is free to climb, swim, or walk

to whatever we may choose.

 

All countries of ample years have a shadow beneath a flat

cast by historical iniquities amended too late. 

But how it still catches the propitious wind!

Always endeavoring to fly higher and baste the somber shade beneath.

As it flutters, we stand reverently

for those who can no longer

and for those who cannot yet. 

The horizon an interminable stretch of past and future

we gaze upon it, in remembrance of what was, 

yet trekking forward toward what can be.

 

We are a coalescence of voices,

each with unparalleled inflection, 

yet our conglomeration of somber and elated tones

still manages to reach harmony. 

 

The diversity of our country

—of opinions and cultures and beliefs—

as extraordinary as the vast, varying landscapes. 

Some stand tall, imposing, confident as the Rockies;

the great height of their achievements 

not formidable but inspiring. 

Still others humble and hushed as the plains;

yet their voice embodied in the breeze touches all. 

From mountains to marshes to mesas, 

we are united in the embrace of the same two seas. 

Invaluable are contrasting beliefs

bridged by curiosity and a common desire for betterment. 

A miscellany not of problems but possible solutions are we. 

Speak up, I implore you,

for in your voice we might find the answer. 

 

The American dream—

one smile, one sunrise, 

one decision to pursue an insatiable passion

for words, for equality, for science

—away from the American reality. 

 

When hardships splatter like ebony ink across the skyline,

extinguishing the hues still smoldering from the former day,

pinpricks of hope still remain.

And in these celestial bodies we find solace,

arranging the stars against the somber background into

symbols and pictures of progress.

And beneath them we endure in pursuit of dawn.

“With a sweeping Whitmanesque voice, Mina King surveys and celebrates the diversity of our nation’s many landscapes: natural, cultural, emotional.  The poem reminds us of our collective quest for that proverbial dawn, representing our perpetual desire and hope ‘…to form a more perfect Union,’ as written in our constitution.” —Richard Blanco

“The Power of Hope Today” by Gabrielle Marshall, third-place winner

Today’s hope is a flickering candle that dwells in a snow-dusted window, 

circulating the prayers of Christmas mornings. 

Today’s hope is the crisp daffodil in colorless photos, 

containing the soul of a small  

child, 

who only wishes and knows of 

peace and love. 

Today’s hope is the sparkling eyes that  

truly believe in achieving  

anything to reach unity.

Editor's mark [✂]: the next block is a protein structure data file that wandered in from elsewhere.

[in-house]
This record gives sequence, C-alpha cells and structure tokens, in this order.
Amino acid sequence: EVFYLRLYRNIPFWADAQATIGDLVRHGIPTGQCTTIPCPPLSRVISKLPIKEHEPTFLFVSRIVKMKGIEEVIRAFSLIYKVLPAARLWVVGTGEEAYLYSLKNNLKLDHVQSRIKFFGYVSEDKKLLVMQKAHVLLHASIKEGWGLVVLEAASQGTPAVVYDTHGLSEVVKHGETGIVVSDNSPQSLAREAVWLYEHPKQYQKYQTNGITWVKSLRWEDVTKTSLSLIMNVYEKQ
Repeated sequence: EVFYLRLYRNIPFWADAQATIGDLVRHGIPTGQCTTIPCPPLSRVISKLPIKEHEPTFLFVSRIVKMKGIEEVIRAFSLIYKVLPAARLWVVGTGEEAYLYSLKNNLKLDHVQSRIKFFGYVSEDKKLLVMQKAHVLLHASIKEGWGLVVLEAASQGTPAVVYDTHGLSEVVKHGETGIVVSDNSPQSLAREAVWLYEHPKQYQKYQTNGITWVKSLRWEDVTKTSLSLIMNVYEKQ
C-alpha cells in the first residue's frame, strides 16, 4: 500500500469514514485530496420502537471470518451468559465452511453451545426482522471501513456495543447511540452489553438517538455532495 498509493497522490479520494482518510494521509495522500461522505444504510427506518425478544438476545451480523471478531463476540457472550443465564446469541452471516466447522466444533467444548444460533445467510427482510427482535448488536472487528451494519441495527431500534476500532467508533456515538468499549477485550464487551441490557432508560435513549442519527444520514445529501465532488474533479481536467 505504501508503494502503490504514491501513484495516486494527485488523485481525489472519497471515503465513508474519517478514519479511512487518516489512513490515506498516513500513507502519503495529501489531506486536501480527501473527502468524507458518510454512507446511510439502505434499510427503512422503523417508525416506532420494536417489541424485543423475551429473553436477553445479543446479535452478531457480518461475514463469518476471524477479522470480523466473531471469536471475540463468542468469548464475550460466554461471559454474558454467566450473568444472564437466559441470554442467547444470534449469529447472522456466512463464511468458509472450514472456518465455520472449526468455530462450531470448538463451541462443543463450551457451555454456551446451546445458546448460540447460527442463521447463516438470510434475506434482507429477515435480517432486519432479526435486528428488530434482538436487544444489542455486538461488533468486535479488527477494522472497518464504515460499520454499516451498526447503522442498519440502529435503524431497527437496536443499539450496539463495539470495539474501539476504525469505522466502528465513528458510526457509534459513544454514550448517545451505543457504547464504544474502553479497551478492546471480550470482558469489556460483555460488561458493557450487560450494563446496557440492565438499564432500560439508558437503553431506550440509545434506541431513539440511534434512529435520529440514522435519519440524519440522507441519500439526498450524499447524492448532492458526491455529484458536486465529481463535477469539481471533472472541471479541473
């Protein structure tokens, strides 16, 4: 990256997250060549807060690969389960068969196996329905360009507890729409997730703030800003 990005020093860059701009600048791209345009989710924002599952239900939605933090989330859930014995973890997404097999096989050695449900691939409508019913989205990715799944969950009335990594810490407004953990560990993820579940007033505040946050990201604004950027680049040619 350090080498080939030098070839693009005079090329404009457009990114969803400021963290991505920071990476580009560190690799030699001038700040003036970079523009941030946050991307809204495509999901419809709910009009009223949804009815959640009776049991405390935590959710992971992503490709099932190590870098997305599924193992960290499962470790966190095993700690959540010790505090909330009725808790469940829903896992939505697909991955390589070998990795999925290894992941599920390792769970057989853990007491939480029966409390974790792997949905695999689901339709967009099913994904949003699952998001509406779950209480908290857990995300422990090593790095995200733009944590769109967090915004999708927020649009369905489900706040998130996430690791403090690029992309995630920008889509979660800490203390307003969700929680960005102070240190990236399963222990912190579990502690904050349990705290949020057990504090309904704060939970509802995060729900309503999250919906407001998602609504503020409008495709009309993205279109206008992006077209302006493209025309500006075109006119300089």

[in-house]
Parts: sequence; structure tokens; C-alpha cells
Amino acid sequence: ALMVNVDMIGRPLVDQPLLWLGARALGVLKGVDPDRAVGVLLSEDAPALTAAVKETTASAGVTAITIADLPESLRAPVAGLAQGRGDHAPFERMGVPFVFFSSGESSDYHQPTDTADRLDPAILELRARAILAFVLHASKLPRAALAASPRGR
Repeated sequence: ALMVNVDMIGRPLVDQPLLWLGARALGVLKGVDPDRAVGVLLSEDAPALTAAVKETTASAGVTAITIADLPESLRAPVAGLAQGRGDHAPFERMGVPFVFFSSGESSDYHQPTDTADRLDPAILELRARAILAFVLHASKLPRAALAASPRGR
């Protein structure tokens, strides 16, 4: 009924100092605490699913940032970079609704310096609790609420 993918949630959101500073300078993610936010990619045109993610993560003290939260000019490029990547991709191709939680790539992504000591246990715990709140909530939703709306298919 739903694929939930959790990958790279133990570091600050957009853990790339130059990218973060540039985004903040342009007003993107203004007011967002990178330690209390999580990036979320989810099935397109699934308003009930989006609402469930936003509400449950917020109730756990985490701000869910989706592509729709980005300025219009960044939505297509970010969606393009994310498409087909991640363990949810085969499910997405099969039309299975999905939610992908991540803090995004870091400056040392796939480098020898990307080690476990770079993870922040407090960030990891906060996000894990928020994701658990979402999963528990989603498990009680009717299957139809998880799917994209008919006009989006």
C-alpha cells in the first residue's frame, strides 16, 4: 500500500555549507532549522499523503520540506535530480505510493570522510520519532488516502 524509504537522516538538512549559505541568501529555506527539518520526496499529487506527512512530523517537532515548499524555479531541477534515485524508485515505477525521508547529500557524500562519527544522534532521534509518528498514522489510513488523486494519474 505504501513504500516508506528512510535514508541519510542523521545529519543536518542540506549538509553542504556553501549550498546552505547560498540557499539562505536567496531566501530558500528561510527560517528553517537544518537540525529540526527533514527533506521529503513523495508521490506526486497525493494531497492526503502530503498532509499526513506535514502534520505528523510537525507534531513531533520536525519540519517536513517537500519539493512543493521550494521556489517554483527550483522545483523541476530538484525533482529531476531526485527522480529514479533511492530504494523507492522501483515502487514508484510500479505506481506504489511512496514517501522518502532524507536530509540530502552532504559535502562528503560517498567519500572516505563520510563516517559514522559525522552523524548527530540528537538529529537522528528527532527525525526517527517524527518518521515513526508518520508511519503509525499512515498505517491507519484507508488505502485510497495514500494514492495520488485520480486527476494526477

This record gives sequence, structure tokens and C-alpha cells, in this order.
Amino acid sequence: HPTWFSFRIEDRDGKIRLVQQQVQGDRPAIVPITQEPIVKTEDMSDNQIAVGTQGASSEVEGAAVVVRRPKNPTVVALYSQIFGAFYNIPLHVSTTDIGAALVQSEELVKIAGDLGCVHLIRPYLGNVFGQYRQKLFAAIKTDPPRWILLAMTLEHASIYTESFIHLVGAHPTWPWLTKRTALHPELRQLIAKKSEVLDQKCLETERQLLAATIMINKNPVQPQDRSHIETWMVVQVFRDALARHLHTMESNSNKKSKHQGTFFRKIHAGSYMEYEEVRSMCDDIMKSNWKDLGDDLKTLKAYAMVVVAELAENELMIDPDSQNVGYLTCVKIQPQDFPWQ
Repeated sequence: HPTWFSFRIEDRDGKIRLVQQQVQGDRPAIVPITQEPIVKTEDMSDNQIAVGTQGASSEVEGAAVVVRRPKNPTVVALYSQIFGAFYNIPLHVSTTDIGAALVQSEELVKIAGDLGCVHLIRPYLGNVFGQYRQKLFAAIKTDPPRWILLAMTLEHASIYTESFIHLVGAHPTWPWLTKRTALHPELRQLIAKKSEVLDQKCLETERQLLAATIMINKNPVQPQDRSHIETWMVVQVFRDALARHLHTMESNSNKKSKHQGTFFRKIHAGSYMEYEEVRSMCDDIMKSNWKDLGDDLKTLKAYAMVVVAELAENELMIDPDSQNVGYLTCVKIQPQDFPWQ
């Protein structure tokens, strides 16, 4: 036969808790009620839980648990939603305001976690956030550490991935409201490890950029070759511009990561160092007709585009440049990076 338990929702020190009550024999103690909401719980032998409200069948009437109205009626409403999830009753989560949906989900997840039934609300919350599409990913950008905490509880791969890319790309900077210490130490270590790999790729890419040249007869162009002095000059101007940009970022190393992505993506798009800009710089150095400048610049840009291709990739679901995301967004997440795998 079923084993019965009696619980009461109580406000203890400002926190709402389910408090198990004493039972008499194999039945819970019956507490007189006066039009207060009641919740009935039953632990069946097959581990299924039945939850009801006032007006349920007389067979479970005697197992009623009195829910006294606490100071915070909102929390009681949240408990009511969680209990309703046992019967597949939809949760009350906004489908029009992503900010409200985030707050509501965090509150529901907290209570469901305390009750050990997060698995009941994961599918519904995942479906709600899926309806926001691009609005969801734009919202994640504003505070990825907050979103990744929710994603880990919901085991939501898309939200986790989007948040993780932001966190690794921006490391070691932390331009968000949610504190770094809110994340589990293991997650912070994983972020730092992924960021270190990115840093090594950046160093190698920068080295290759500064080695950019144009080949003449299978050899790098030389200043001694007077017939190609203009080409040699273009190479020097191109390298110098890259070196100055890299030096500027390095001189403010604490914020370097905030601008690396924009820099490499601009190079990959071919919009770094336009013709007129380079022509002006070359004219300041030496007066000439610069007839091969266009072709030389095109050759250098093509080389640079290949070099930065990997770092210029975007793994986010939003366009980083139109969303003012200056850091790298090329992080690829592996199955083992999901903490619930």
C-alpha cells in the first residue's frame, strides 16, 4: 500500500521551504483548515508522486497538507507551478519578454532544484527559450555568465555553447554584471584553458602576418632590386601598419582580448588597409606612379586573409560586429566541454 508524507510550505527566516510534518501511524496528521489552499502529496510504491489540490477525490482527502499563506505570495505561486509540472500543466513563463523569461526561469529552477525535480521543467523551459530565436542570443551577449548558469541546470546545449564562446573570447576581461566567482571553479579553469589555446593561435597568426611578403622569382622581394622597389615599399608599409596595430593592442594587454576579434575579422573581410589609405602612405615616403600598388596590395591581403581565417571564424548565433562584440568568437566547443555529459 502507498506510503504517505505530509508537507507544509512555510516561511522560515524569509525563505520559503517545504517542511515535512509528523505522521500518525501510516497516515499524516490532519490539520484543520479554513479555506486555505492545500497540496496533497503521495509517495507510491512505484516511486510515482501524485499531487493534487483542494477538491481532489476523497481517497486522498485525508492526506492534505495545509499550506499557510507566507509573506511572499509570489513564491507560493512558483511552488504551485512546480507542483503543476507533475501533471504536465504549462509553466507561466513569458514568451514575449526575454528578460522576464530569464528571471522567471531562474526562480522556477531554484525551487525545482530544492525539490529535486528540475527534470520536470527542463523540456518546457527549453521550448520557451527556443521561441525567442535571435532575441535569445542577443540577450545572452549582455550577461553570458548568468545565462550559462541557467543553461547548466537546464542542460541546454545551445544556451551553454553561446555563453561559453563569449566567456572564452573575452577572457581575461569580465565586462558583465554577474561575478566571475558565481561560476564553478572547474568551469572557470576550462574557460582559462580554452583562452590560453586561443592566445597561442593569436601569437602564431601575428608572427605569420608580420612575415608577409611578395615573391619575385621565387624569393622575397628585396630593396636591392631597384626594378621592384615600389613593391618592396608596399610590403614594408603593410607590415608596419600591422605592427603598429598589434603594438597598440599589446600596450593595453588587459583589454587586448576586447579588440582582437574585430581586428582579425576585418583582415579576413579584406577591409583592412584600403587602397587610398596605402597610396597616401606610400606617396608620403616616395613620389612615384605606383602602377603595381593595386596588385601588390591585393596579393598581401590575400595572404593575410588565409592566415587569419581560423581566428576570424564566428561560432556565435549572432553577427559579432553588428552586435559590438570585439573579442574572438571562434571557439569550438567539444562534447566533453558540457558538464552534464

Today’s hope is the palm to palm connection 

bracing each other for the climb neither expected, 

but couldn’t abandon. 

Today’s hope is peering  

beyond  

the lingering barrier, 

but still recognizing the diversity in ourselves.  

Today’s hope has been dimmed and tossed recklessly,  

but still generously stays with us, 

for we cannot help but come back 

like wide eyed children to candy. 

We are said to be weak to rely on such strength, 

but we are only believers.  

That spark  

That gives science a baffled case 

And oceans an infinite plane, 

is the eagle that dips  

and soars 

 and fights, 

which stands for 

the hope of 

today.  

“Reminiscent of Emily Dickinson’s famous poem, ‘Hope’ is the thing with feathers, Gabrielle Marshall reaffirms the enduring and unwavering power of our nation’s hopes, which never abandons us, even during these trying times.” —Richard Blanco

To read more about the 2021 Inaugural Poem Project and Contest for Students, visit: https://poets.org/academy-american-poets/inaugural-poem-project-and-contest-students

About the Academy of American Poets 

The Academy of American Poets is the nation’s leading champion of poets and poetry with supporters in all fifty states. Founded in 1934, the organization annually awards more funds to individual poets than any other organization through its prize program, giving a total of $1,250,000 to more than 200 poets at various stages of their careers. The Academy also produces Poets.org, the world’s largest publicly funded website for poets and poetry; originated and organizes National Poetry Month; publishes the popular Poem-a-Day series and American Poets magazine; provides award-winning resources to K–12 educators, including the Teach This Poem series; hosts an annual series of poetry readings and special events; and coordinates a national Poetry Coalition working together to promote the value poets bring to the country’s culture. This year, in response to the global health crisis, the organization joined six other national organizations to launch Artist Relief, a multidisciplinary coalition of arts grantmakers and a consortium of foundations working to provide resources and funding to the country’s individual poets, writers, and artists who are impacted by the ongoing COVID-19 pandemic.